It’s difficult to look at the Ravens’ decision to trade veteran wide receiver Anquan Boldin to the San Francisco 49ers with any level of enthusiasm.
Yes, Baltimore will save $6 million in salary cap space for the 2013 season.
The Ravens were able to fetch a sixth-round pick when it looked as though they would end up releasing Boldin with nothing in return after he balked at the idea of a $2 million pay cut. Of course, the Ravens’ recent sixth-round history includes such sterling names as wide receiver Tommy Streeter, backup quarterback Tyrod Taylor, offensive lineman Ramon Harewood, and running back Cedric Peerman — not exactly a group to go crazy over.
The trade prevents another AFC North rival such as the Bengals or the Browns — both with plenty of cap space — or another conference opponent from signing the dangerous slot receiver on the open market. The Ravens aren’t scheduled to play the 49ers again until 2015 unless these teams were to meet in the Super Bowl yet again.
But what hurts is that Boldin won’t be playing for the Ravens in 2013. It’s a tough pill to swallow for fans — and media, quite frankly — who assumed such a move was no longer in play after the organization inked quarterback Joe Flacco to a six-year, $120.6 million contract that freed up cap space for the immediate future as opposed to the hefty price of a franchise tag wreaking havoc on the 2013 roster picture.
The trade makes the Ravens a worse team now, but the good news is the start of the regular season is still almost six months away.
We’re still more than six weeks out from the 2013 draft, one in which the Ravens are projected to have 12 selections by the time compensatory picks are announced at the league meetings next week.
And the Ravens are 4 1/2 months away from the start of training camp in sultry Owings Mills.
The truth is nobody knows whether this will ultimately be a good decision or not for quite some time. That the Ravens look like losers on March 11 doesn’t really matter. But that doesn’t eliminate the same sinking feeling experienced over the last few years when the likes of Derrick Mason, Todd Heap, Ben Grubbs, and Jarret Johnson parted ways with the organization.
In fact, to judge this decision based solely on trading Boldin for a sixth-round pick is an incomplete and shortsighted look before we see how the cap space saved is ultimately used.
Will the Ravens take that $6 million to explore a deep market of left tackles in hopes of finding a long-term solution at a critical position that’s experienced several years in limbo? Does Baltimore take a look at a deep free-agent class of wide receivers with its new-found cap space?
Could general manager Ozzie Newsome use his heavy collection of picks to explore a trade for an established — but younger — wide receiver in a similar manner to when he traded third- and fourth-round picks to the Arizona Cardinals in return for Boldin and a fifth-round choice three years ago? Do the Ravens look to the first two rounds of the draft for a potential franchise wide receiver?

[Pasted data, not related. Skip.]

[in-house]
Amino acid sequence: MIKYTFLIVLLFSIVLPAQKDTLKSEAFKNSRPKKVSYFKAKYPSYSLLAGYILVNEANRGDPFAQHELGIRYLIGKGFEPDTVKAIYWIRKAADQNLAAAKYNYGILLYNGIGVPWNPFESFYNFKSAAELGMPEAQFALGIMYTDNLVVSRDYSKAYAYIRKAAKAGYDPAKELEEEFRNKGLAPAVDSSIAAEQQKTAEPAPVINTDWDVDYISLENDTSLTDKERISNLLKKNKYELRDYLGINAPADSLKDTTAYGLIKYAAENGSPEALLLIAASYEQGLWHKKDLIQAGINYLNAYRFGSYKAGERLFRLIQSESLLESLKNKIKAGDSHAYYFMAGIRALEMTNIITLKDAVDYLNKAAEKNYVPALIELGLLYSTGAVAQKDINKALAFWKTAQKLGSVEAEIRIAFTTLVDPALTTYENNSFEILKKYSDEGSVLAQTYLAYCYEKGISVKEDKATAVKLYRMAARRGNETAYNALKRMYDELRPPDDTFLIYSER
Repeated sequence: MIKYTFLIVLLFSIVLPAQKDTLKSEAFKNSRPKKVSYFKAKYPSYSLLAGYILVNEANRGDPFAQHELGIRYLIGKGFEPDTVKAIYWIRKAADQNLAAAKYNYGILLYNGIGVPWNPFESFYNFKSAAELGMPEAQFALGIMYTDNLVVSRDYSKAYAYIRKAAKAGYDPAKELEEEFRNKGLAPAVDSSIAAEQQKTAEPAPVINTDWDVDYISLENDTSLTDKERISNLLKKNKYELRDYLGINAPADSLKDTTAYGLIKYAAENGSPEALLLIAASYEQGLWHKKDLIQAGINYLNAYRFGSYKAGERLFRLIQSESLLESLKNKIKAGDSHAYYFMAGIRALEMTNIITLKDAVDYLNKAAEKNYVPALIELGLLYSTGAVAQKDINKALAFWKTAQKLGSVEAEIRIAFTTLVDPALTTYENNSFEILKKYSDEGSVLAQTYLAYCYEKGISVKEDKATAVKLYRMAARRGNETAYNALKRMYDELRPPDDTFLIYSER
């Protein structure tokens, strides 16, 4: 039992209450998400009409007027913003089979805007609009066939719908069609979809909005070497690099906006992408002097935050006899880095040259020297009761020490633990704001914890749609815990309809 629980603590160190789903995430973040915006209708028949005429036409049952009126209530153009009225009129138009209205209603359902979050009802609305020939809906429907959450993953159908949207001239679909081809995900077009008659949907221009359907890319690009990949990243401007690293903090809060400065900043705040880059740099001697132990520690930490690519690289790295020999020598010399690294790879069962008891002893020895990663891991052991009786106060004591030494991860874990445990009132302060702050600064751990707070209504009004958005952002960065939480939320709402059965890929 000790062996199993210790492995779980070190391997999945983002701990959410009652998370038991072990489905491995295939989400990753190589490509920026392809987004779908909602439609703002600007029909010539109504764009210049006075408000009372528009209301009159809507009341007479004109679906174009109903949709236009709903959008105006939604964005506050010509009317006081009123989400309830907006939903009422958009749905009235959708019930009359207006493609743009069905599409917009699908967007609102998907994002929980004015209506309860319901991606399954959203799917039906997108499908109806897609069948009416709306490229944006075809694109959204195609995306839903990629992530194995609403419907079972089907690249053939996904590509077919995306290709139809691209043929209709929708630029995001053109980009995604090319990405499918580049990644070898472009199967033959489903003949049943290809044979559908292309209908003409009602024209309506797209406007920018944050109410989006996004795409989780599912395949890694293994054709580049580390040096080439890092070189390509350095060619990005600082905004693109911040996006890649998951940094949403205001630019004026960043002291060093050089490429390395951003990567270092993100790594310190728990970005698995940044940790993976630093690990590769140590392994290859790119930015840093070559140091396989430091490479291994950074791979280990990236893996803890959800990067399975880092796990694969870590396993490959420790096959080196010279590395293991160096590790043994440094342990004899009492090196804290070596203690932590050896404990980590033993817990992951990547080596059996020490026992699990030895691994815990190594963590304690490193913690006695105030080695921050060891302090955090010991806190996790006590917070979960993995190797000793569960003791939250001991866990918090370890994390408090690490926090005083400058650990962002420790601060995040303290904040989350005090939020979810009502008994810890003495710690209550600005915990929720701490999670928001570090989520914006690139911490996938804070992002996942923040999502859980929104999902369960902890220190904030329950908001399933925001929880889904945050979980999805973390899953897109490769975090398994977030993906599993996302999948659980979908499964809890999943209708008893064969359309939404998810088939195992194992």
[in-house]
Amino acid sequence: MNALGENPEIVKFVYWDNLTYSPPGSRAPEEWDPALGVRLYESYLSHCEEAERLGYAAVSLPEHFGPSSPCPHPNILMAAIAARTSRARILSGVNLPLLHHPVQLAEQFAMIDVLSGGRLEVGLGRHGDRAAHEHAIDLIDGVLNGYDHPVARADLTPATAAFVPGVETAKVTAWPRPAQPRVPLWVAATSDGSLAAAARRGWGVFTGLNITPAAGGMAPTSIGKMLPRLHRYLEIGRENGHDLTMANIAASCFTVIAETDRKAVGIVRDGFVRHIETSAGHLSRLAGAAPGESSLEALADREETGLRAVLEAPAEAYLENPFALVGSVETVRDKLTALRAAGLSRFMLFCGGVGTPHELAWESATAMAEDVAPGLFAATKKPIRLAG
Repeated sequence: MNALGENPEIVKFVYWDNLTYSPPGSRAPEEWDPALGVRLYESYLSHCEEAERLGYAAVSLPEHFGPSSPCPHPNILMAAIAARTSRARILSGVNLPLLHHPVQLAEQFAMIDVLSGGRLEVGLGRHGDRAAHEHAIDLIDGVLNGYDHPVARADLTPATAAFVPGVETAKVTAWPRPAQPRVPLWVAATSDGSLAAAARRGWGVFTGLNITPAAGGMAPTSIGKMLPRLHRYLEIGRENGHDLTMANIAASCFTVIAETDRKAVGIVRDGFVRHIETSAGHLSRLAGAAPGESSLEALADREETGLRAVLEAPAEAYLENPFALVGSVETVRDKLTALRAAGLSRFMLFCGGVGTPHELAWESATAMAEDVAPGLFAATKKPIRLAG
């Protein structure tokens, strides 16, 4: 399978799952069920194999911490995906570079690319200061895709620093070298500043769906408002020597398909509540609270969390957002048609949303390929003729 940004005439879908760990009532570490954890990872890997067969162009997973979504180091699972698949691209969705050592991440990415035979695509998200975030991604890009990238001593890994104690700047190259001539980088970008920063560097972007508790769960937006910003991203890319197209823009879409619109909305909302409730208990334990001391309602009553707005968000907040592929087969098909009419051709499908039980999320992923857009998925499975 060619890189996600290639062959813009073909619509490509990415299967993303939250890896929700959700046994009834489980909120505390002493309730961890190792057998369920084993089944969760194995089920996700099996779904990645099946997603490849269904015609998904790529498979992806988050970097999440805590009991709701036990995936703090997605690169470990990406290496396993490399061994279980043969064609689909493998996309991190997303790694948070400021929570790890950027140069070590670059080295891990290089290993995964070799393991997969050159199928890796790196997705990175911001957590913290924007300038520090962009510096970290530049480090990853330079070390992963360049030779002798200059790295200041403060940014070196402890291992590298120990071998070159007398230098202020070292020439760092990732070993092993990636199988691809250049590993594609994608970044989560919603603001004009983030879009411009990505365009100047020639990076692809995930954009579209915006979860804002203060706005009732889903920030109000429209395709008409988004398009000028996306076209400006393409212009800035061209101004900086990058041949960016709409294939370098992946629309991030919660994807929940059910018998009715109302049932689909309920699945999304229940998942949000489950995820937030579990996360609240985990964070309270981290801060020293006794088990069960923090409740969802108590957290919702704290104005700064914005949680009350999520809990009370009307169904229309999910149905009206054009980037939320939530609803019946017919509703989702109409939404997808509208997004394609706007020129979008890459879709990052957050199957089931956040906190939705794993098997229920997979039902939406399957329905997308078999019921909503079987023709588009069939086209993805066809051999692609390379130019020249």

The possibilities are endless and, of course, not all outcomes are necessarily favorable as it’s possible this move blows up in the organization’s face as the Ravens and Newsome are far from infallible.
The move doesn’t come down to one draft pick or one wad of cash or even one particular player replacing the slot receiver. While Boldin’s production is unlikely to be matched by the increased use of internal options such as Dennis Pitta and Tandon Doss, that doesn’t mean the pair won’t be part of an overall solution that makes the Ravens better in the long run.
The rationale appears fuzzy now as the offseason is just getting underway, but Newsome and the Baltimore front office have earned the benefit of the doubt just five weeks after winning Super Bowl XLVII. The one thing that’s certain is that a number of plans and options have been discussed; this wasn’t a knee-jerk reaction to Boldin balking at the suggestion of a $2 million pay cut.
Plans were already in motion for this scenario to play out, so the Ravens will now look to the future just like they did after losing countless veteran players over the years. And before panicking, ask yourself just how many of those departures looked like they would sting before the Ravens came out on the other end smelling like roses.
Yes, Monday was one of the gloomier days in recent memory for the Super Bowl champion Ravens. Many media and fans are already saying the Ravens will deeply regret this move without seeing how the money is spent and how resources are allotted in building the 2013 roster.
Past glory doesn’t guarantee future success, but the front office didn’t suddenly become incompetent in the aftermath of Super Bowl XLVII. And as good as Boldin was for three years in Baltimore, his best days continue to rapidly move behind him and a $6 million price tag just didn’t add up in the Ravens’ minds — whether you agree or not.
Younger and faster is the name of the game the Baltimore offense will be preaching under offensive coordinator Jim Caldwell.
How it all takes shape remains to be seen.
It’s a scary proposition delving into the unknown, especially when letting go of a reliable and safe commodity like Boldin. It’s the kind of move that looks like a big loser at first blush.
But the season doesn’t start on March 11 and this is the time of year when Newsome shines. It doesn’t matter how bad the move looks right now.
Check back with me over the weekend of the draft and at the start of training camp and, most importantly, in early September.
Because the last time I checked, the Ravens don’t play any games in March.